Thursday, September 25, 2014

Review: Island of a Thousand Mirrors

Island of a Thousand Mirrors
By Nayomi Munaweera
Published: September 2, 2014

Before violence tore apart the tapestry of Sri Lanka and turned its pristine beaches red, there were two families. Yasodhara tells the story of her own Sinhala family, rich in love, with everything they could ask for. As a child in idyllic Colombo, Yasodhara’s and her siblings’ lives are shaped by social hierarchies, their parents’ ambitions, teenage love and, subtly, the differences between Tamil and Sinhala people; but the peace is shattered by the tragedies of war. Yasodhara’s family escapes to Los Angeles. But Yasodhara’s life has already become intertwined with a young Tamil girl’s…

Saraswathi is living in the active war zone of Sri Lanka, and hopes to become a teacher. But her dreams for the future are abruptly stamped out when she is arrested by a group of Sinhala soldiers and pulled into the very heart of the conflict that she has tried so hard to avoid – a conflict that, eventually, will connect her and Yasodhara in unexpected ways.
Nayomi Munaweera's Island of a Thousand Mirrors is an emotionally resonant saga of cultural heritage, heartbreaking conflict and deep family bonds. Narrated in two unforgettably authentic voices and spanning the entirety of the decades-long civil war, it offers an unparalleled portrait of a beautiful land during its most difficult moment by a spellbinding new literary talent who promises tremendous things to come.

My review:

I was eager to read this book because like Ru Freeman's On Sal Mal Lane, it is fiction about Sri Lanka set during the war years.  While Freeman's book focused on the lives of children in one neighborhood of Colombo, Nayomi Munaweera's story narrated from the viewpoint of two young women, one Sinhalese and one Tamil. The book starts out with Yasodhara describing her father and mother's childhood and how they met but the narrative really looks at the lives of women in Sri Lanka. It is not Yasodhara's dad Nishan who sticks with readers but his sister Mala, his mother Beatrice Muriel, and his formidable mother-in-law Sylvia Sunethra. These characters all fade to the background however when we finally get to read about Yasodhara and Saraswathi.

Yasodhara and her younger sister Lanka grow up in Colombo, surrounded by family and even make friends with a Tamil boy who lives upstairs but that friendship and childhood end abruptly when her family flees to the United States for safety. There she faces the challenge of fitting in and adjusting to a different world. It isn't until she is a grown woman that she is pulled back to the island by Lanka and life circumstances.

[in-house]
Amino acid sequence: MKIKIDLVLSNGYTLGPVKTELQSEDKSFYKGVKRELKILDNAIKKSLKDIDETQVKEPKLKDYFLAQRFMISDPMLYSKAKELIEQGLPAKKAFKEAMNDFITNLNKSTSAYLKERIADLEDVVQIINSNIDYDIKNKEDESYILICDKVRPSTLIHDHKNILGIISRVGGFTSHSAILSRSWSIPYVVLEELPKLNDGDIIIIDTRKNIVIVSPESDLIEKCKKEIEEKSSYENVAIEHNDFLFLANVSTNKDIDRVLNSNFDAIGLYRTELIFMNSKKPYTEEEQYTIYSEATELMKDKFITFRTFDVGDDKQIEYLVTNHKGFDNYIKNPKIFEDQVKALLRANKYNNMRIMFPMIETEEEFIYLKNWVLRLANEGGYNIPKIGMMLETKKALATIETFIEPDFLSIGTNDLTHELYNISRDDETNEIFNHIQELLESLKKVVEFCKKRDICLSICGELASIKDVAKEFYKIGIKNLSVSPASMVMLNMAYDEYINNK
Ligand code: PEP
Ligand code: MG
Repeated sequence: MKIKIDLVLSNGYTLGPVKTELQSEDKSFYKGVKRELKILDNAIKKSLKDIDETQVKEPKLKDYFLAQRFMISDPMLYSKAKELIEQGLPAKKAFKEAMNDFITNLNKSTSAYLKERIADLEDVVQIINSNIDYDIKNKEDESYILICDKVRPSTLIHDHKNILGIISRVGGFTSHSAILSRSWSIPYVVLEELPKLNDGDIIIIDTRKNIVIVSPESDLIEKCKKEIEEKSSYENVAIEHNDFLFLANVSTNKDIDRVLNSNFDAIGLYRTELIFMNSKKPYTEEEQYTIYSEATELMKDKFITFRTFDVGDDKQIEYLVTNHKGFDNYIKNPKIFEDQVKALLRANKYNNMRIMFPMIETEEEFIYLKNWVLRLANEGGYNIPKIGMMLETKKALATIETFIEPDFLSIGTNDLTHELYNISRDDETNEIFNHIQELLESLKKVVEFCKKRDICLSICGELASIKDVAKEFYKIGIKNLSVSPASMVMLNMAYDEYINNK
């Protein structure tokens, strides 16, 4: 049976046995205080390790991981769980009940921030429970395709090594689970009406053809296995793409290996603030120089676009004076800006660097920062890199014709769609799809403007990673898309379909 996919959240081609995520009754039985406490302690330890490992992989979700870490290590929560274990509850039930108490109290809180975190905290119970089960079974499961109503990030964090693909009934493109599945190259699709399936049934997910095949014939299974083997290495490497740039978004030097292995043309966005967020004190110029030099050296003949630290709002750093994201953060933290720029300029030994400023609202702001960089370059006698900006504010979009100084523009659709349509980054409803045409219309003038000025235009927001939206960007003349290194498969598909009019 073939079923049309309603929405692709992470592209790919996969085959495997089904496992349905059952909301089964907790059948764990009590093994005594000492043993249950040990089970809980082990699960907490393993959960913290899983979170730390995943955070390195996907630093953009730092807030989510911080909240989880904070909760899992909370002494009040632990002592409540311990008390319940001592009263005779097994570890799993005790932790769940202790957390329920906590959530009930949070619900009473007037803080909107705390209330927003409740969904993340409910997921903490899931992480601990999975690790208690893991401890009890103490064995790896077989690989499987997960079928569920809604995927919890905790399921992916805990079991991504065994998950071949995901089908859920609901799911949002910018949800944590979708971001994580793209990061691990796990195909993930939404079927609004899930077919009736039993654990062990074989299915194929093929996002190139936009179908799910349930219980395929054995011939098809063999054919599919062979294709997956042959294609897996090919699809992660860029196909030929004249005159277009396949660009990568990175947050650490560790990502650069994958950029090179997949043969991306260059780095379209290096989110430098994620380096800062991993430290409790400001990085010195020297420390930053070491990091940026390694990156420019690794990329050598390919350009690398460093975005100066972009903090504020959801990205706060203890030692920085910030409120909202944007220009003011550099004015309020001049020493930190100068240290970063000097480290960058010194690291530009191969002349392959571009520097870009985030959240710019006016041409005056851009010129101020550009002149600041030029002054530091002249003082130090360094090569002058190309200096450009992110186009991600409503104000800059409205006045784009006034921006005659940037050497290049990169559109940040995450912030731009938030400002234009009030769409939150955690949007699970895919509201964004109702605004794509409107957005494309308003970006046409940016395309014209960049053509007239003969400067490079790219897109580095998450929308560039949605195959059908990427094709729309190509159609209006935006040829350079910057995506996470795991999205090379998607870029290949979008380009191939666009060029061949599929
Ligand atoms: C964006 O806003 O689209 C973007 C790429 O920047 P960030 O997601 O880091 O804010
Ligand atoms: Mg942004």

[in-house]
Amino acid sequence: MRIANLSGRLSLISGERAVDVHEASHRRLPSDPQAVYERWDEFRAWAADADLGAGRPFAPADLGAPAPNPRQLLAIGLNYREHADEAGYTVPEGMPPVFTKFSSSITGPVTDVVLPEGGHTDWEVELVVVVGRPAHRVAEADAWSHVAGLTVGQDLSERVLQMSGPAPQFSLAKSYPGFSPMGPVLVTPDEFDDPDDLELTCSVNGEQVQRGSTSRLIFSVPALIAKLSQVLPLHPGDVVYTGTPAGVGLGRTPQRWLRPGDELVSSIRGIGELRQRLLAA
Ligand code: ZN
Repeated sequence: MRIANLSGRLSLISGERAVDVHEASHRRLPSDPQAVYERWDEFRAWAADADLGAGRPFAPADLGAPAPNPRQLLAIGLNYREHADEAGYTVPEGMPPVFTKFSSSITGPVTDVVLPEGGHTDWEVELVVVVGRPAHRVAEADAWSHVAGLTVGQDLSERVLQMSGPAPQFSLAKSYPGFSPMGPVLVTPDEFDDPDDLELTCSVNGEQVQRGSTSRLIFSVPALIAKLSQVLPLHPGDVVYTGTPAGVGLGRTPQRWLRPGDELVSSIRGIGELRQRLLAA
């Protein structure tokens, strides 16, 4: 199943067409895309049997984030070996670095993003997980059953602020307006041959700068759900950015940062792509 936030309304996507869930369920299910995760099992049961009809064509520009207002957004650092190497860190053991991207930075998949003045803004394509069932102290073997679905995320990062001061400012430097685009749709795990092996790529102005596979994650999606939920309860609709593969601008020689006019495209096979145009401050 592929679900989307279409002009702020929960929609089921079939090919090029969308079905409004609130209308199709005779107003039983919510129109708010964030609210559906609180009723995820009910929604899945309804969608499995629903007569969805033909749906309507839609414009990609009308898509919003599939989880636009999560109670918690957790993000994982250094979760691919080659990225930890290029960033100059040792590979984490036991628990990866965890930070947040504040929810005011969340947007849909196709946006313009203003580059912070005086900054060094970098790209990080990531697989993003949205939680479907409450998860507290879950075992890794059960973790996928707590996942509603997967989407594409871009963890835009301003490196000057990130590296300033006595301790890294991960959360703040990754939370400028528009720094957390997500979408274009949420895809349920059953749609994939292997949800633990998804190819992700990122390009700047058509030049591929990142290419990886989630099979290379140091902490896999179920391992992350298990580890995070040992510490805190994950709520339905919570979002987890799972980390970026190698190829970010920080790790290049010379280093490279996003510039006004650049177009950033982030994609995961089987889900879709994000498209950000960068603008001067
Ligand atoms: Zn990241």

It is Saraswathi's story that truly haunted me and while so much of the book is told from the perspective of Sinhalese people, her chapters just have such an impact. Saraswathi experiences extreme suffering that leads her to make difficult choices.  It is heartbreaking to think of what could have been if the war hadn't happened. I am glad the author chose to write from her viewpoint too even though it was hard to read about. 

Nayomi Munaweera has a way with words and I felt pulled into the story from the beginning. I couldn't help but feel for Yasodhara and especially Saraswathi. I appreciated that this book was a thoughtful look at the way war affected the trajectory of two lives as well as the commonality between people. I think this would be a great followup for readers who've read On Sal Mal Lane by Ru Freeman and a good pick for fans of Jhumpa Lahiri, Chitra Banerjee Divakaruni, Thrity Umrigar and Lisa See.

There is one scene towards the very end that I could really relate to when two of the characters find out that the war has ended. I remember that moment when I saw it on the Internet just like they did and called my parents over to look at the news reports and that feeling of happiness and relief. I grew up in the States feeling apart from the war and my parents kept my sister and I in the dark about it when we were little. It was only when we were a little older that we learned about what was going on and not till I was an adult did I realize that there were race issues going on even when my parents were still living there (they immigrated to the U.S. in the 70's). I was not yet 5 when the war started and 30 years old when it ended. It is sobering to think that for one generation war is all they've known most of their lives. Needless to say this book resonated with me on a personal level but I think readers of any nationality could appreciate it. I would strongly recommend it to book groups too. 

Note: I received an ARC for review purposes courtesy of the publisher and Netgalley


  1. This book sounds like something I would love! Thanks for the great review.

  2. A beautifully written review Christina, you've conveyed the emotion of the story ... I just have to add it to my wishlist!

  3. This sounds like an important book to read. I'll add it to my TBR!

    Lovely review, Christina!


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